Who knew closing the books could be so simple? Leave it to the tireless, pink-haired, ball-of-energy entrepreneur Therese Tucker to completely disrupt the finance and accounting functions we know today. I recently sat down with Tucker to talk about her journey founding, growing, and taking public her finance controls and automation platform, Blackline, and discuss what has made her and her company so successful.
“Like most entrepreneurs, I’ve always had a stupid amount of confidence,” Tucker, founder and CEO of Blackline, tells me during our interview. It’s a mix of confidence, naiveté, persistence, and grit that makes up every successful entrepreneur, but not a single one of us could have gotten where we are now with just those traits.
“I thought I was the next Bill Gates,” Tucker said. After quitting her stable engineering job to pursue freelance work as a programmer, Tucker realized she’d need more than confidence to succeed. “I nearly starved to death,” she said. “And I was not the next Bill Gates.”
Blackline is a fintech cloud software company headquartered in Los Angeles, with offices in Australia, the UK, and Germany. It was founded in 2001 by Tucker using her stock options from a previous company, where she had served as CTO. Blackline now boasts over 196,000 users in 150 countries, but it all started 17 years ago with just one customer.
Blackline first customer actually helped shape the company’s product offerings and is still a customer over a decade later. Tucker built her business – and simultaneously her credibility – one customer at a time. It was a slow path to growth, but it ensured that she didn’t need to ask for funding, something female entrepreneurs in particular can struggle to obtain.
“Get customers one by one, then ensure sure they are really happy with what you’ve done for them,” she said.“ Get one customer, and treat them like the gold that they are.”
But building the business slowly didn’t always mean smooth sailing. No stranger to failure herself – she initially failed out of her computer science program at the University of Illinois – Tucker has learned some painful lessons over the years, and Blackline has had its share of struggles.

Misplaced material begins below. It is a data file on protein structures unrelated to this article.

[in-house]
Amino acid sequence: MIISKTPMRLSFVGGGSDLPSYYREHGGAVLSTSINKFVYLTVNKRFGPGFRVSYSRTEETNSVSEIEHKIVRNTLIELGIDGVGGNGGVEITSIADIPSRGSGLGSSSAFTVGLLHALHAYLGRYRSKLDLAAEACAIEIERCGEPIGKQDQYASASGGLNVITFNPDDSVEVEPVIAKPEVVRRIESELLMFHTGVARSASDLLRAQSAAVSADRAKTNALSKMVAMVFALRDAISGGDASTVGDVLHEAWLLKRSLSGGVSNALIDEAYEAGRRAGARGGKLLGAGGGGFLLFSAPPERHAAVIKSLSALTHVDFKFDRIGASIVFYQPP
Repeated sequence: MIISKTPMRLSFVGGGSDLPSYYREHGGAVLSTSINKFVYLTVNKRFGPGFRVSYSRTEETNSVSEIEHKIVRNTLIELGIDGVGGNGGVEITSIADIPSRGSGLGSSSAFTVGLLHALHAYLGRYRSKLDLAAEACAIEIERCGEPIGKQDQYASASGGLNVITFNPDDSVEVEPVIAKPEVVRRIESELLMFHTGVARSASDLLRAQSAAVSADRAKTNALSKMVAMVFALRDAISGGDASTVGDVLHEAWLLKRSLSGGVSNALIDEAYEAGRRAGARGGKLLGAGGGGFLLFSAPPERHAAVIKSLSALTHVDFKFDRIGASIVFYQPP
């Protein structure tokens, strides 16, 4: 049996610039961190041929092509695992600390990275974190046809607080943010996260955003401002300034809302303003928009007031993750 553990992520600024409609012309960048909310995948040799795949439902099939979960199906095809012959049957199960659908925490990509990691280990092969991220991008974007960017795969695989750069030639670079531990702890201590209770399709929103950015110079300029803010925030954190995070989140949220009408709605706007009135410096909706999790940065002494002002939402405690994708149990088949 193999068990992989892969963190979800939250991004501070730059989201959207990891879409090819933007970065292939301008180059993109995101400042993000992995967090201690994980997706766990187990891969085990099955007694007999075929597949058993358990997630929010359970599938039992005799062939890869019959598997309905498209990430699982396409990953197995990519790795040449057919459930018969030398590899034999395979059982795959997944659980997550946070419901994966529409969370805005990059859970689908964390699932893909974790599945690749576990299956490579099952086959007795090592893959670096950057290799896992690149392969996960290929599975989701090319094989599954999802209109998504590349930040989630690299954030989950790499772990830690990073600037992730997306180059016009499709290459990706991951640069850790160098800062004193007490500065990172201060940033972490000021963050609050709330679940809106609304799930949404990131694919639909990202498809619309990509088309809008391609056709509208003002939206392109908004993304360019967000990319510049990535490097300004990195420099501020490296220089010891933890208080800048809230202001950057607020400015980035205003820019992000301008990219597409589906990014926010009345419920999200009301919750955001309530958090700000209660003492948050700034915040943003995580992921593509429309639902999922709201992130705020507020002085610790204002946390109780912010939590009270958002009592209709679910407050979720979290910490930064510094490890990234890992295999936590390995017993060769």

“I tell people I’m the queen of second chances,” she said. “I have screwed up everything at least once,” including her marriage. Divorced from and later reunited with her husband, Tucker attributes her failures to her ultimate success. “Blackline is a very successful company, but it has fallen on its face a dozen times along the way.”
One of her hardest lessons came during Blackline’s early days and is the reason Tucker tells others to have strong employment contracts with their employees. In the early stages of Blackline, an employee (and presumed friend) left the company to start their own venture … doing the same thing. It was a testament to the business though, proving Tucker was starting something valuable.
Valuable is exactly what Blackline became – 14 private equity firms eventually came knocking at its door. Looking for investors is actually what led Tucker to one of her biggest mentors – and now board member – Thomas Unterman. After turning Unterman down as an investor, Tucker repeatedly asked him to join her board of directors, to which he repeatedly said “no.” Again, she persisted and eventually persuaded him to take on a bigger role with Blackline, convincing him that at least as a board member he could have equity in the business.
Mentorship, Gender, and Paying it Forward
As a woman in tech and a female founder, Tucker hasn’t exactly been surrounded by people like herself. I asked if she had any female mentors, and she said “never – they were all men.” But surprisingly, that doesn’t matter much to her. “Gender, in terms of mentoring, doesn’t matter,” she said. “I never needed help on my gender!”
When it comes to mentoring others though, Tucker agrees there’s a need to show women that they can build and run successful companies.
“I used to really dislike when our public relations department would leverage my gender,” Tucker said. “But the reality is, there are not enough women in leadership positions, and young women do need role models. I think it’s important to stand up and say, ‘I’ve done it; you can do it.’”
The advice she wishes someone had given her years ago? Know what you’re getting into. “This is going to take so much longer than you think it’s going to take, and it’s going to be so much harder, and there are painful things along the way,” she said.
Luckily, fellow entrepreneurs have women like Tucker to help guide them on the journey.
Author's Notes: Therese Tucker is married and the mother of two grown children. Before Blackline, Therese was chief technology officer at Sun Guard Treasury Systems. She is a computer science and mathematics graduate of the University of Illinois. Therese founded Blackline in 2001, engineered its move to a cloud-based solution in 2007, and took the company public in 2016. Blackline and Dun & Bradstreet are mutual customers of one another.